Bohol in the pandemic: A psychological perspective (Part 1)

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Bohol in the pandemic: A psychological perspective (Part 1)

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On Saturday, I shared with the Brotherhood of Christian Businessmen and Professionals – Bohol, a talk which highlights the effect COVID 19 on Boholanos in particular, drawing from indices reflecting mental health and from my own clinical practice.

The statistics are actually mixed. For instance, there is a notable decrease in the cases of suicide. The total number of reported cases this yeas (cut-off) November 2020, is only at 37 compared with 54 and 46 cases in 2019 and 2018 respectively. 

What happened? Of course, this is something to be happy about! But at a time when we expected anxiety and hopelessness to rise, and consequently suicide, we now see a decreasing trend, if it is?

There are two ways I see it. First, this might just be a superficial reflection of a downward trend. Second, our efforts at education and mental health awareness are bearing fruits, so much so that people have now become more sensitive to the realities of depression and suicide, and concerns are more effectively addressed now than before. 

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I say it can just be superficial because as far as my work with several organizations are concerned, we still receive significant number of calls, texts, and online posts of suicide ideations and attempts. Hence, there are still alarming and real threats of various disorders with suicide as a possible sequela.

Yet, actual cases dwindled. Access to immediate response and intervention and the rising advocacy on mental health have helped a lot, I believe. More so, I believe the lockdown did not give people much opportunity to be alone in the house, hence, any possible plans are thwarted even before they are hatched because of the presence of family members. 

But while constant presence of family members can help in suicide prevention, it can be a threat to children in other ways, more precisely with Incestuous Rape. 

An alarming 375% rise of cases of incestuous rape is recorded this year. Data from the PNP show that from 4 cases in 2019, it ballooned to 19 in October this year. Interestingly, rape in general declined to 98 from 119 last year. How do we make sense of this?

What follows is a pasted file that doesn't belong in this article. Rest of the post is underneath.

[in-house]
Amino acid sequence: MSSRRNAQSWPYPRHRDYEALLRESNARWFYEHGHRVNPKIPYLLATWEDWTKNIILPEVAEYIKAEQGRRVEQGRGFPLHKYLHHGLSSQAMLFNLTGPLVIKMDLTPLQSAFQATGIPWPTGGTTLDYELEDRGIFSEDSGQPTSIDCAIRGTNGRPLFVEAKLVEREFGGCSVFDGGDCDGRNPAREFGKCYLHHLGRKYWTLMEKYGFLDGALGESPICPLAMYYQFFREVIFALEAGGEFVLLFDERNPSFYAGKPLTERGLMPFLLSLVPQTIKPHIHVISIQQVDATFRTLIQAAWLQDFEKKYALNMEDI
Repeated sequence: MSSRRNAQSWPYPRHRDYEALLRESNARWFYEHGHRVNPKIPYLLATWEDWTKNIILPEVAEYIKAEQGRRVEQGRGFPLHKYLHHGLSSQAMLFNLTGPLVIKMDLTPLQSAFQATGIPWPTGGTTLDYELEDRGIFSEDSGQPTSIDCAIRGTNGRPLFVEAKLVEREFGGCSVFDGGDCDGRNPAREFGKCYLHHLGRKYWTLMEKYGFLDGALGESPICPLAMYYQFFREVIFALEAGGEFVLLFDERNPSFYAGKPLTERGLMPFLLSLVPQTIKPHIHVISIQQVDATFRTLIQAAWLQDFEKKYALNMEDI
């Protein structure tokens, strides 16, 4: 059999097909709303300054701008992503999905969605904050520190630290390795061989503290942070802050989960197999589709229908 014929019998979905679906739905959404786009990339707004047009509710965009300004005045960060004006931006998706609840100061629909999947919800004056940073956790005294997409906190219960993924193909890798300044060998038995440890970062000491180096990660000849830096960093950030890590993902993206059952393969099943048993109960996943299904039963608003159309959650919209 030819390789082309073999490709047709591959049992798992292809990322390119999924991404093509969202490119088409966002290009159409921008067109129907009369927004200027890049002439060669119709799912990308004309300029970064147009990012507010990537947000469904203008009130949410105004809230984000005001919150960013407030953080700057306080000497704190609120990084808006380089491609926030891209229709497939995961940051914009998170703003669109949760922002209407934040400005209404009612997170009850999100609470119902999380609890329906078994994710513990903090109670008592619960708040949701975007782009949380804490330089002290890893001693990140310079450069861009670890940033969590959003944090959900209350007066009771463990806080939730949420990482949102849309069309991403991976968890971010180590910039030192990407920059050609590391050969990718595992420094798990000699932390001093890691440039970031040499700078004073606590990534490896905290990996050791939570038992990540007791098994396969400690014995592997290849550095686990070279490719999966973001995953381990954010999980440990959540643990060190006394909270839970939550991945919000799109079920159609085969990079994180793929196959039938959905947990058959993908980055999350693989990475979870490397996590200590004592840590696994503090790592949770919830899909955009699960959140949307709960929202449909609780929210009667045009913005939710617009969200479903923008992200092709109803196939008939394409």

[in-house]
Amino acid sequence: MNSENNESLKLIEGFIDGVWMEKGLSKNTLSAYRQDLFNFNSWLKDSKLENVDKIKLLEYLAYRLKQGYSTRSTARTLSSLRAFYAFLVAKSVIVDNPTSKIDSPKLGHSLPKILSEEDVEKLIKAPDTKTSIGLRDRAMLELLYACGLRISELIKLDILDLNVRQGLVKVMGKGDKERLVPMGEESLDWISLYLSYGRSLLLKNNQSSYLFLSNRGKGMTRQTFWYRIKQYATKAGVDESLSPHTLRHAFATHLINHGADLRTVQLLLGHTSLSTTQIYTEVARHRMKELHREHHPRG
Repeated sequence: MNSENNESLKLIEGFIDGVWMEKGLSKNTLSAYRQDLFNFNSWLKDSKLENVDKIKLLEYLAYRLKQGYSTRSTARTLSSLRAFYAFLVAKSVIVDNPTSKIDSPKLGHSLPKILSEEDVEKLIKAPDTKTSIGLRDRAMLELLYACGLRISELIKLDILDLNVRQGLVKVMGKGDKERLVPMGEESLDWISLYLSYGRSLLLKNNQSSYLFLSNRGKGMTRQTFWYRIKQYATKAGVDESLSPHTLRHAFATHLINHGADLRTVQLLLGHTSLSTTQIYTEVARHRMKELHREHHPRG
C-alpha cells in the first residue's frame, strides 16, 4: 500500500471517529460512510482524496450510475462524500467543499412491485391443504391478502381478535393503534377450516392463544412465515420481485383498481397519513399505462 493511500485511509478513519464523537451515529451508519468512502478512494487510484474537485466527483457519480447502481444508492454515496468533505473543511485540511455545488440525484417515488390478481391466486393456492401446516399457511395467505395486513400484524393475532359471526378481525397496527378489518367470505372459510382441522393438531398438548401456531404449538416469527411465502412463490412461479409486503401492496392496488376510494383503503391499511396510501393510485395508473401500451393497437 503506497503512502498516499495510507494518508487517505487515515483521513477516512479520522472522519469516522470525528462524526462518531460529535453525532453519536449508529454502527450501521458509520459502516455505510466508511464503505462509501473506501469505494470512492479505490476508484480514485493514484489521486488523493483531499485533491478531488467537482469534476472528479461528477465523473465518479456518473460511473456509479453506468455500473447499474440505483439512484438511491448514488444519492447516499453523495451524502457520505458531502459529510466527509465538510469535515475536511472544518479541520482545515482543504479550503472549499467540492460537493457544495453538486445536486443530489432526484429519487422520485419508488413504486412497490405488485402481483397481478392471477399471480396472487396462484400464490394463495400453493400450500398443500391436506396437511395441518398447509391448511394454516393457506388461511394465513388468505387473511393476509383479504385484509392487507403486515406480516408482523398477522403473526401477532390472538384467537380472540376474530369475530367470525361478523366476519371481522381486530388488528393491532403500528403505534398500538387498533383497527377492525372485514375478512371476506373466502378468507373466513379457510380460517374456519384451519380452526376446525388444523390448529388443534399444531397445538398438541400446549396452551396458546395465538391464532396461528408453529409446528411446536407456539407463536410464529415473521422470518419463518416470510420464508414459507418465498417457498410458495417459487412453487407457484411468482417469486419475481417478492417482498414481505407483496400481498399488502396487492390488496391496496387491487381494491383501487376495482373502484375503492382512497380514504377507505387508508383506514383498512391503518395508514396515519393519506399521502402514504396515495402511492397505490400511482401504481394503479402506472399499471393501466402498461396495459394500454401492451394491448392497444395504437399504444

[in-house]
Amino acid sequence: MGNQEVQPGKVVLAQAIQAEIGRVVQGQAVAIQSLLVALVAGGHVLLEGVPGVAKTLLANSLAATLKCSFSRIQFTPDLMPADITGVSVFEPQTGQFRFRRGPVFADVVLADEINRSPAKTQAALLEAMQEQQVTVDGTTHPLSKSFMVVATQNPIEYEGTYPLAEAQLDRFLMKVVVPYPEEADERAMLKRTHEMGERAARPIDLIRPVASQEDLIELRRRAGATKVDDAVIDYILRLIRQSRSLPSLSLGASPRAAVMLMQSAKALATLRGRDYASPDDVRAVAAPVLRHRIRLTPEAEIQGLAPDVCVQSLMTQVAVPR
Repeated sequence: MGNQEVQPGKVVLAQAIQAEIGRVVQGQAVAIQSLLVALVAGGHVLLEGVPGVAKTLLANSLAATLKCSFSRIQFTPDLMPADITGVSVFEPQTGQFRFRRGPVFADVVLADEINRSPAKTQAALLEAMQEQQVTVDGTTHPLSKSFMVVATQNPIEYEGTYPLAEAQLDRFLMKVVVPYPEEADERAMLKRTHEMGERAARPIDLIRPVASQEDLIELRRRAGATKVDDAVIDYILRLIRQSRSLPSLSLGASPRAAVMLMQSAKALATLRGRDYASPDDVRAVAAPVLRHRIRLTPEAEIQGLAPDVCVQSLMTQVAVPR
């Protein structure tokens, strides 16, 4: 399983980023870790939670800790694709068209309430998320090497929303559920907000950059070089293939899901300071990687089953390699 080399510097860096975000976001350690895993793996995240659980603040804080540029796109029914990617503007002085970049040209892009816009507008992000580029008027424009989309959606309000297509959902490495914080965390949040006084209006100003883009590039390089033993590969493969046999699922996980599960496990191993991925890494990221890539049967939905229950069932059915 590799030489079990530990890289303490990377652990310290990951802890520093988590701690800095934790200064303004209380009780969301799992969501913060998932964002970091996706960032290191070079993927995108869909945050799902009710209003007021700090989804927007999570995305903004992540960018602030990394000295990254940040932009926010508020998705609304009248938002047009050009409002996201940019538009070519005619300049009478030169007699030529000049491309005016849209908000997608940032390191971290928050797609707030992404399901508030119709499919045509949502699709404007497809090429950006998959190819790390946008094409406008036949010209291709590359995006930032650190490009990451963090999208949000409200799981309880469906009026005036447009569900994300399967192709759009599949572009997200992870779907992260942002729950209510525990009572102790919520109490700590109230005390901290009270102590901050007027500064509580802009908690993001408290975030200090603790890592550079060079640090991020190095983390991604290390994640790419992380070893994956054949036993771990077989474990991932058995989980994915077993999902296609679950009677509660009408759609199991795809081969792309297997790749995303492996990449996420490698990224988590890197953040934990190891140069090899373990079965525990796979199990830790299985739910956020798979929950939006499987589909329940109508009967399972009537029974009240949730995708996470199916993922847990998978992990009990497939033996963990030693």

Again, it’s a matter of opportunity and predispositions. The restrictions, limitations, and curfew associated with the lockdown restrained people in their houses. For the “highly sexualized pervert”, the significantly longer contact in the house with vulnerable daughters and close relatives becomes an opportunity to actualize their carnal desires and perhaps relieve tension, stress, and anxiety.

It is the same thing with sexual abuse in children. We see a 15% increase in reported cases. We also see a rise in psychological abuse in children and in women in general. 

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And the perpetrators are men, expectedly. We see a classic case of dominance here; the strong and powerful taking advantage of the weak and defenseless, never mind if it is your very own daughter. 

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These two areas of behavior, suicide and rape, reflect a seemingly promising outcome on one, but an appalling scenario on the other. We appear to be gaining ground and traction on the part of suicide prevention, but challenged by high occurrences of child and women abuse. 

I hope perpetrators are apprehended already. But more importantly, our victims, the children, need appropriate and active intervention to heal and move on.  This should alarm us all and inform us on policies and interventions that can prevent and address rape of children in our homes. 

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